Bishop Ward explores the fishes and loaves story from the text, Matthew 14: 13-21, and what the gifts of mission can mean to the local church and the world.
On a hillside long ago, the disciples said to Jesus, “Send the crowds away. Let them go find something to eat.”
Jesus asked a wonderful question, “What do you have?”
They said, “a few loaves and a few fish.”
Jesus said, “Bring them to me,” and then Jesus took the bread, blessed it, broke it, and gave it. And as the food was distributed among the people, thousands were fed with basketfuls left over.
This is the way our great God of abundance works among us as we engage in mission in the world. We, in the United Methodist tradition, know that helping helps.
Books have been written recently – “Toxic Charity;” “When Helping Hurts” and they do help us examine the ways in which we engage in mission. They help us move from strength to strength in the ways in which we seek to be helpful in the world. And at the same time, we acknowledge that helping is always a messy business.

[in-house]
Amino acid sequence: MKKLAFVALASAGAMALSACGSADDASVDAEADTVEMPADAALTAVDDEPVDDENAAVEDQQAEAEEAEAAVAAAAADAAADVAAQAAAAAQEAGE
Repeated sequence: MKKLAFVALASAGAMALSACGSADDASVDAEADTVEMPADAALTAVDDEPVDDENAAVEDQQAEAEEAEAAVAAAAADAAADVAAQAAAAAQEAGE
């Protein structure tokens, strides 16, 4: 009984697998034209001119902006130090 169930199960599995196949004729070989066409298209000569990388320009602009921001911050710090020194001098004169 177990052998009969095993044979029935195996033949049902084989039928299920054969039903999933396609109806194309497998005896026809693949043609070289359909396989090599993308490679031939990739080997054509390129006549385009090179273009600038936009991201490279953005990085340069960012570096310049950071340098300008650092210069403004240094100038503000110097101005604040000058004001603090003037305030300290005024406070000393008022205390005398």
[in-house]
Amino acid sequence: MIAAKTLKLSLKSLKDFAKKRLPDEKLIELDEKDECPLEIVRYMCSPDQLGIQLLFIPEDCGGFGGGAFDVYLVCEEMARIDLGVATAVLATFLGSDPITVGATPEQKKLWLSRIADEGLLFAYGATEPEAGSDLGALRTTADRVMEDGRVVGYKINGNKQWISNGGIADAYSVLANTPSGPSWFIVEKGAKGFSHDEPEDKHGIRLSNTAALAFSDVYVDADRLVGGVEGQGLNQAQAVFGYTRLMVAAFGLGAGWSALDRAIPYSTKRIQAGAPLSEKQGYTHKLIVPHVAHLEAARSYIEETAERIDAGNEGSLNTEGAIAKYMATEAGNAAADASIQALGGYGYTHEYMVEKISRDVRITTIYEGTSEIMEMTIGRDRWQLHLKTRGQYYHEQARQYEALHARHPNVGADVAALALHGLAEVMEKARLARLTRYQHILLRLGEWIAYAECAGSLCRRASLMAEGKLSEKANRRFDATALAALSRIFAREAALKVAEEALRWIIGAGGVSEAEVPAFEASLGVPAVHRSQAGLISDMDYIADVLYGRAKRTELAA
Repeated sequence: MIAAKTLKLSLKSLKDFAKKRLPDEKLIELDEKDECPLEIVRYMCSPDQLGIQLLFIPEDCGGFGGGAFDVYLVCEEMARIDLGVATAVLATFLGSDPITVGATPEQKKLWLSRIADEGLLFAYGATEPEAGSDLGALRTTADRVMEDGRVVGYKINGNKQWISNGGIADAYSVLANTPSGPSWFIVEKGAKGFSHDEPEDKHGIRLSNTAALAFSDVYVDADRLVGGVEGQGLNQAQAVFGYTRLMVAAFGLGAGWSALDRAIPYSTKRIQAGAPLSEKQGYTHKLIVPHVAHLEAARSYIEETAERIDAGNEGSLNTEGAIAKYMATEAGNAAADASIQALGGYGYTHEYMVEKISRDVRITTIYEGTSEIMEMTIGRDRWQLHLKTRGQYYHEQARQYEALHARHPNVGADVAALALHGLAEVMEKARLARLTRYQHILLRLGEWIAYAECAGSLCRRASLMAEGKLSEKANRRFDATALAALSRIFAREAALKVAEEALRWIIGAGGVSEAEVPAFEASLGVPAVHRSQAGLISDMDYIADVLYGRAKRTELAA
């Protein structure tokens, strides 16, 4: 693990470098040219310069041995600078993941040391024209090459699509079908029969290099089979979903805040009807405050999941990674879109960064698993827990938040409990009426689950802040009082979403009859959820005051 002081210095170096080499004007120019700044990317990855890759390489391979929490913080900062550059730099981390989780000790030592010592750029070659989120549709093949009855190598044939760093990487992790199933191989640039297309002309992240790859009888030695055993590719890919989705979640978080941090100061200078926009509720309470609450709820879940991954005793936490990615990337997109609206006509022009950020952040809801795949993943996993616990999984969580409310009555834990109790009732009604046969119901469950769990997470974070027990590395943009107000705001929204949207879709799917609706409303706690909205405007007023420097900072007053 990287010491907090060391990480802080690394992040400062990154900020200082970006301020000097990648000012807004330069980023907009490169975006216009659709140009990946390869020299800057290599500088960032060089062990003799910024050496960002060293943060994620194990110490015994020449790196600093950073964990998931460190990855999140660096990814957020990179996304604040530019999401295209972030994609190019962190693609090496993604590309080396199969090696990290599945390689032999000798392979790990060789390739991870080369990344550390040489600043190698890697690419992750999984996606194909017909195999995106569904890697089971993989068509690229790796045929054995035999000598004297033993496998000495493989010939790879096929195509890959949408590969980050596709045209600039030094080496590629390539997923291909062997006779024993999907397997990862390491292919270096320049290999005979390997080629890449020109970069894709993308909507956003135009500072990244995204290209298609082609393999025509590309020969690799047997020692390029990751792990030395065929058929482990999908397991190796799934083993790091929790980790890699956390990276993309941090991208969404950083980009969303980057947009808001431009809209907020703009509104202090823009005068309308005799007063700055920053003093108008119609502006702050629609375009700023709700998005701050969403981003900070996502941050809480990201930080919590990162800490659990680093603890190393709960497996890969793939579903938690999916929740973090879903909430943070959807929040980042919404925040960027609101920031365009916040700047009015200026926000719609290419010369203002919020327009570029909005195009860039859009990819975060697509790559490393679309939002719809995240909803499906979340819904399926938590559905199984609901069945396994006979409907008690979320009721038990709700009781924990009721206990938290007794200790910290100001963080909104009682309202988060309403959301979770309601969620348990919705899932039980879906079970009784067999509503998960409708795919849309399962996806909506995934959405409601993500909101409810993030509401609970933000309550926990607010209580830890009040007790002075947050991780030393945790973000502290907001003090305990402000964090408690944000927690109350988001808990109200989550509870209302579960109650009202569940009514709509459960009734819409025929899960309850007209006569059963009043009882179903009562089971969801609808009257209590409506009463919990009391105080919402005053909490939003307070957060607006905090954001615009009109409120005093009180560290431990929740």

The disciples made mistakes on that hillside, assuming that there was not enough, yet Jesus, present with them, evoked a miracle in their midst. Listen to this wonderful video recorded recently in El Salvador, as a team from the NC Conference went to help.
“Juan, on behalf of the Fairway District of the NC Conference of the United Methodist Church”
“and Hollands United Methodist Church in the Capital District,”
“we are very pleased to present to you, this check of over $15,000 to be used in the building of Emmanuel Church in San Lorenzo. May God bless you. May God bless all of those who come to be part of this great community of faith. We are brothers and sisters in the name of our Lord Jesus Christ and together, we serve to God’s glory. God bless you.”
“God bless you too.”
“Take care and God bless you.”
“Thank you very much.”
As we go to engage in helpful mission, we are helped ourselves. We lose ourselves to find ourselves and we give thanks that helping face-to-face, hand-to-hand, is always a means of grace. Let us give thanks for the way Jesus Christ stands in our midst, offering abundance for every good work.